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The ten best Shakespeare plays of all time

Back in 2016, we marked the 400th anniversary of the Bard's death by asking you to vote on what you thought the best Shakespeare plays were. Would Shakespeare's most famous plays win? Here's how the top ten turned out in the ultimate Shakespeare play-off

By Time Out London Theatre
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The Merchant of Venice
The Merchant of Venice

10. The Merchant of Venice

When was it written?
1596

What's it about?

Things get a teeny bit anti-Semitic when a Venetian noble defaults on a loan to a Jewish merchant.

Why's it so good?
Troubling and complex, it’s proven endlessly malleable as a comment on Christian Europe’s troubled relationship with its Jewish population (and Portia is one of the Bard’s great female characters).

© Ellie Kurtz
Romeo and Juliet
Romeo and Juliet

9. Romeo and Juliet

When was it written?
1594

What's it about?

The children of mortal enemies fall for each other. It all gets a bit :’(.

Why's it so good?
It’s the uber-love story, the template for every tale of doomed romance ever written. Everything else is just a variation.

© Ellie Kurtz
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The Tempest
The Tempest

8. The Tempest

When was it written?
1611

What's it about?

Sorcerer and single dad Prospero takes revenge on his enemies – magic style. 

Why's it so good?
Full of magic and spectacle, Shakespeare’s deeply layered  final play also tends to look bloody spectacular when staged.

© Marc Brenner
Twelfth Night
Twelfth Night

7. Twelfth Night

When was it written?
1599

What's it about?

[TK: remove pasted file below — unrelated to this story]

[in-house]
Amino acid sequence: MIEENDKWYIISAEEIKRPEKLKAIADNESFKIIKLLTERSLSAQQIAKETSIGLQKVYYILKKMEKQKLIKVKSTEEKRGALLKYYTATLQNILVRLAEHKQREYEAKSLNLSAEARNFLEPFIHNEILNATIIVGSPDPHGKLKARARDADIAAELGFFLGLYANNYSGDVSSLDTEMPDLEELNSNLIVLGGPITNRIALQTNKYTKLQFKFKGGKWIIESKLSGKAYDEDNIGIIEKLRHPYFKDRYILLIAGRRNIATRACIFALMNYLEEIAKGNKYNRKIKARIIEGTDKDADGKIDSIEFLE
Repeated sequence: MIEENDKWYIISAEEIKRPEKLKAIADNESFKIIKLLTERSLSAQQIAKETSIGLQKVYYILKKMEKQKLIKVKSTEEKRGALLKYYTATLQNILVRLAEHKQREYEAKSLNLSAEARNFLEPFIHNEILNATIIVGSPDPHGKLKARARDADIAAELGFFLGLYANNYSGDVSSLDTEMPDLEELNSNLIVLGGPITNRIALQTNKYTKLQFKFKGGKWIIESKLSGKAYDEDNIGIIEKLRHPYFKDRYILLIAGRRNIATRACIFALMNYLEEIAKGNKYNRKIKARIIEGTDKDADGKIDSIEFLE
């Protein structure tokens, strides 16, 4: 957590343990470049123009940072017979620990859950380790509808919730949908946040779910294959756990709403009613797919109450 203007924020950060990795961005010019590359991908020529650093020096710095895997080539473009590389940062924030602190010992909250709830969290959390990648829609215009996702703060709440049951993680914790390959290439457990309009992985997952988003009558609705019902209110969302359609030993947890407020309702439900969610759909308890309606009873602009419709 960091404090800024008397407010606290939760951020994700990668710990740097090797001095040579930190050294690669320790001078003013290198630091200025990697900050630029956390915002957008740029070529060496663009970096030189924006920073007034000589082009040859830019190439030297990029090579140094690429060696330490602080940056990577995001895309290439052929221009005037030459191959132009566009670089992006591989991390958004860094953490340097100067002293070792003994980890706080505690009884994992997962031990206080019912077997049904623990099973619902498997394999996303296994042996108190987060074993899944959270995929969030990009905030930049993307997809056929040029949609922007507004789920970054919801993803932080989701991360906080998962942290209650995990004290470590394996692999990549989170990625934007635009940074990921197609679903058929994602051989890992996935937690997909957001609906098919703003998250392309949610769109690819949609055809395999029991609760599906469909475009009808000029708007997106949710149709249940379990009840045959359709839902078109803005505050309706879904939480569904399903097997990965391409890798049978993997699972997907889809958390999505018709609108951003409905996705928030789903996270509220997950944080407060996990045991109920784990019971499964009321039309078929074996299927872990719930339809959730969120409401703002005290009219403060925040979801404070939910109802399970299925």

A Shakespeare trope overload: romantic cross-dressing with twins and a shipwreck.

Why's it so good?
A big, grown-up comedy about identity and lost love that rewrites, supercharges and outclasses all his previous comedies.

© John Tramper
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Othello
Othello

6. Othello

When was it written?
1604

What's it about?

What happens when race relations in sixteenth-century Venice don’t go terribly well.

Why's it so good?
The most powerful play about racism ever written, but moreover a terrifying study in the destructive power of jealousy.

© Igor Bulgarin
King Lear
King Lear

5. King Lear

When was it written?
1605

What's it about?

A father-of-three takes early retirement and goes a little bit nuts.

Why's it so good?
The last of Shakespere’s great tragedies, this wild, elemental play about a tyrant losing his mind in old age is a haunting vision of collapse.

© Ellie Kurtz
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Much Ado About Nothing
Much Ado About Nothing

4. Much Ado About Nothing

When was it written?
1598

What's it about?
Extreme sassiness in the Sicilian countryside.

Why's it so good?
Full of gags and one-liners, it's one of Shakespeare's biggest crowd pleasers about how bloody hilarious it is when people make a big hullabaloo about nothing. Lol.

© Manual Harlan
Midsummer Night's Dream
Midsummer Night's Dream

3. Midsummer Night's Dream

When was it written?
1595

What's it about?
A bunch of insane fairies attempt to solve the romantic problems of some mortals lost in a wood.

Why's it so good?
People love this exuberant magical comedy – it’s the ultimate crowd-pleaser and the perfect summer play.

Where can I see it in 2019?
There are three major productions scheduled for 2019.
Bridge Theatre Jun 3-Aug 31.
Regent’s Park Open Air Theatre. Jun 28-Jul 27.
Shakespeare’s Globe. Jun 28-Oct 13. 

© John Haynes

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MAcbeth
MAcbeth

2. Macbeth

When was it written?
1605

What's it about?

A Scottish lord is persuaded to commit brutal murder by his wife, who promptly gets all guilty about it.

Why's it so good?
Short, thrilling and charged with the supernatural, this dark tragedy about the consequences of a Scottish lord’s terrible lust for power is probably Shakespeare’s most ‘modern’ and accessible play.

© Ellie Kurtz
Hamlet
Hamlet

1. Hamlet

When was it written?
1600

What's it about?

A student ponders the meaning of life when he should be on a killing spree.

Why's it so good?
What is there left to say about ‘Hamlet’? It reputation is so towering it’s hard to be objective about it, but this epic about a young man contemplating his own mortality while attempting to avenge his father is certainly a pretty hot contender for the greatest thing ever written in English.

© Fiona Moorhead
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